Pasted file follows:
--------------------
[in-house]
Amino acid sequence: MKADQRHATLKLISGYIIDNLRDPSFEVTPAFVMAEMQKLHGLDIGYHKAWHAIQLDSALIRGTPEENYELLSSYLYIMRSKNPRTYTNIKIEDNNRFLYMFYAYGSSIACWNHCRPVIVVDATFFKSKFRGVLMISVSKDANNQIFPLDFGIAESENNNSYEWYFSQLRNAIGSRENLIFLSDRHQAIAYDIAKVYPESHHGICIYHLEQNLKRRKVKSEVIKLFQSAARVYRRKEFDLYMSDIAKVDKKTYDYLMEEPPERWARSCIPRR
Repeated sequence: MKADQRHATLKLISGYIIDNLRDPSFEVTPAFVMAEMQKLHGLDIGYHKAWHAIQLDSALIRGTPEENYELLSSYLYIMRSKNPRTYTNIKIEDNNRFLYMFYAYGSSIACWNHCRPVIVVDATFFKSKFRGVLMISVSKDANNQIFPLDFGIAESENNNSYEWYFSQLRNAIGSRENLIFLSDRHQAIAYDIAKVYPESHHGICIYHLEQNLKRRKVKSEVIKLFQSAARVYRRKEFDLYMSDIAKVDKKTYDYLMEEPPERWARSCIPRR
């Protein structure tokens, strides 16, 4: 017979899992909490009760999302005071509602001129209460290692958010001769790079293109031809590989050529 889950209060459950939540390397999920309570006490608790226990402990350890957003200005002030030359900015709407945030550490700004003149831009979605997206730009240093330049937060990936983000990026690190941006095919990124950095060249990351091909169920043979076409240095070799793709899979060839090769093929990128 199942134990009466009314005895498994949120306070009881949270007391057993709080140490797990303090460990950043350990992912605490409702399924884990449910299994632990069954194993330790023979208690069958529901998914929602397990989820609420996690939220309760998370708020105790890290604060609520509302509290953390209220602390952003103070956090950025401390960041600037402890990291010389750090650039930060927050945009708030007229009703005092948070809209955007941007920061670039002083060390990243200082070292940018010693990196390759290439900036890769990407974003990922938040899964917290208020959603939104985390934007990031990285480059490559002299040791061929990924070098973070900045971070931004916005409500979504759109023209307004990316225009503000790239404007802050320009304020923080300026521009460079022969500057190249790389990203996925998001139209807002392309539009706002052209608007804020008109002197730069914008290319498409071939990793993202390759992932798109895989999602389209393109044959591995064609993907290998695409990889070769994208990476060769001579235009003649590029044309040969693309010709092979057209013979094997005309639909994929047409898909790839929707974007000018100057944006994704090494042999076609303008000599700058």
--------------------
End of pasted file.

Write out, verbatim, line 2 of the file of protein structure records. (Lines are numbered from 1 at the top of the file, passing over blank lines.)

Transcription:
Amino acid sequence: MKADQRHATLKLISGYIIDNLRDPSFEVTPAFVMAEMQKLHGLDIGYHKAWHAIQLDSALIRGTPEENYELLSSYLYIMRSKNPRTYTNIKIEDNNRFLYMFYAYGSSIACWNHCRPVIVVDATFFKSKFRGVLMISVSKDANNQIFPLDFGIAESENNNSYEWYFSQLRNAIGSRENLIFLSDRHQAIAYDIAKVYPESHHGICIYHLEQNLKRRKVKSEVIKLFQSAARVYRRKEFDLYMSDIAKVDKKTYDYLMEEPPERWARSCIPRR